One of my favorite still-hunting methods is to float small rivers in a canoe and I especially like waterways interspersed with small lakes or ponds. Moose often use the banks of these streams as travel corridors and the canoe offers a relatively quiet mode of travel through areas often undisturbed by other hunters. When I'm floating a river by canoe, I try to leave myself plenty of time so I can work the day's stretch at leisure rather than having to hurry in order to reach a predetermined location by nightfall. I also try to scan the shoreline carefully because game trails do not follow the streambed precisely but rather cut in and out of the bush according to the whims of the animals that use them. A moose might be standing with all four feet in the water or it might watch you float by some 150 yards away.
Calling was probably the most common technique for the Canada moose, but it is declining in popularity and may soon become a lost art as game departments continue to shift the regular firearms seasons further and further beyond the peak rut in order to protect the mature bulls when they are most vulnerable. Nevertheless, the technique bears mention for those in remote regions where the regular seasons still straddles the breeding period as well as those jurisdictions where archery and black powder seasons have been imposed.
The success of calling hinges on the fact that the cow moose advertises her impending readiness to breed by issuing a long, audible moan at regular intervals until a suitable bull responds and joins her for a romantic tryst that may last as much as 72 hours. Though the intensity of the response depends in large part on the bull's aggressiveness, his level of experience and the degree to which he is convinced that the invitation is real. Let's briefly consider these points one at a time.
Calling is probably the most effective tactic for moose.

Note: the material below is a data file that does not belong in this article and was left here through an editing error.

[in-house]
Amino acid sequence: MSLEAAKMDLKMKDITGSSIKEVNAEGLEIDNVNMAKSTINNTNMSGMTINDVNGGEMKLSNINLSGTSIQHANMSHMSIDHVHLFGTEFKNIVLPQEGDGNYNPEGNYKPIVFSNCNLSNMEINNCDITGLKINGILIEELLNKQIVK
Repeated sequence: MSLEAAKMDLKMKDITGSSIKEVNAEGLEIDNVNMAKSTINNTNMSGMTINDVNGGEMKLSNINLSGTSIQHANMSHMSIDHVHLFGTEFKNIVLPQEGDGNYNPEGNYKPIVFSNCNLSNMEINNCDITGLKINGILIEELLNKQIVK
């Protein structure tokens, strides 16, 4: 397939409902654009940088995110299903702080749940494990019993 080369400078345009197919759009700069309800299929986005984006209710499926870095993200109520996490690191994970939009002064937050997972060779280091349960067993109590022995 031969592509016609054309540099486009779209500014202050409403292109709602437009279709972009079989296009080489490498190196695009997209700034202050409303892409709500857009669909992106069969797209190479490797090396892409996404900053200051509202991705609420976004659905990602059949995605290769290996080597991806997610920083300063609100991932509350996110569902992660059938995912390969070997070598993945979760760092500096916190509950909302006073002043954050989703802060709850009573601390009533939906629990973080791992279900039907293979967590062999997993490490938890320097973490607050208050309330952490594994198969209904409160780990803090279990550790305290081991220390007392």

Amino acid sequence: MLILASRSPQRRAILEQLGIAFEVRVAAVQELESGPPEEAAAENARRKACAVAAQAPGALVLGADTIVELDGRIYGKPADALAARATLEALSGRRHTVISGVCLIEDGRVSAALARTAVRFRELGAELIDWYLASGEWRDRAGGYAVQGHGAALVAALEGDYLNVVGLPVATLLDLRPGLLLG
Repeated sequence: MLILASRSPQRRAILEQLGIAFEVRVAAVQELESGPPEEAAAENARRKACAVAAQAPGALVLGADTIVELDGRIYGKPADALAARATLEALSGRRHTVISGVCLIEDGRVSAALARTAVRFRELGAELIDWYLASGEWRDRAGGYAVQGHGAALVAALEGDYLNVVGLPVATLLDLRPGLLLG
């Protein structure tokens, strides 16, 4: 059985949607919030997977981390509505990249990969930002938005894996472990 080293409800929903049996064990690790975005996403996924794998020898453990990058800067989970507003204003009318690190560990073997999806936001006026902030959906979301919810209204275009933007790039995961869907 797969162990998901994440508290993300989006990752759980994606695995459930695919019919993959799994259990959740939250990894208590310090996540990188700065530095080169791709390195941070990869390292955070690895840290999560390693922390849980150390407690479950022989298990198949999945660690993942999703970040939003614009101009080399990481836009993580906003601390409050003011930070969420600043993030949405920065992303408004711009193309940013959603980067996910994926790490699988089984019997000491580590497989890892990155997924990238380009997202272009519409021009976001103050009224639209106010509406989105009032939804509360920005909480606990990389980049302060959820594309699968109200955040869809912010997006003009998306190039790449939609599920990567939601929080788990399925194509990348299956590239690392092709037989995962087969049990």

First of all, a bull needs to be in the mood, so to speak. Give or take a week to ten days to allow for latitude, altitude and climate, the rut starts at the beginning of September and peaks about the middle of the month, then tapers off quickly. Outside this rather small window, the bull is interested only in filling his gut and getting through the day with his hide intact. But even within this rutting period, an inordinate mild spell can put the damper on the ardor, excessive human activity within an area can spook the animals and a bull already paired with a cow is also unlikely to respond to a call.
Secondly, a young bull entering the rut the first or second time is likely to respond more readily than a cautious old bull which has survived many a rutting season. In fact, on more than one occasion I've had big bulls come sneaking noiselessly to investigate the invitation to a romantic liaison and I've seen them stand patiently for as long as an hour behind the screen of alders, scanning and assessing the situation before committing themselves; some were unconvinced and simply disappeared into the shadows of the forest and a few stepped out into the open.
Which brings up the third point. Inexperienced young bulls have been known to fall madly in love at the blast of a diesel tractor's horn, but it generally takes a lot more to mislead a mature moose. The more convincing a scenario you create, the better your chances that the bull of a lifetime can be lured out into the open. The consistently successful moose callers I've met all take into account that a moose has well developed hearing, a highly acute sense of smell and, most of all, is keenly familiar with its surroundings. They set up their camps at least a mile back from where they intend to call and they enter the area as little as possible to avoid alerting the moose to the human presence.
And they also know that moose calling is more than just bellowing through a birch-bark cone until the mountains tremble. I've learned that it's best to wait half an hour to an hour to let the forest settle back to normal. I read a book or go to sleep to help pass the time and resist the temptation to yield to impatience. Then I start to create the illusion; I snap a few twigs inside the forest edge and perhaps nudge a few branches to simulate a cow idly browsing. A bit later, I move to the water's edge and plunge the open end of the birch bark cone in and out of the water to sound like a moose walking in the water. At this point, some hunters scoop up water with the birch bark cone and, using the thumb to control the flow of water out the mouthpiece, replicating the sound of a cow urinating. I'm not convinced to what extent this is necessary, but it certainly doesn't hurt.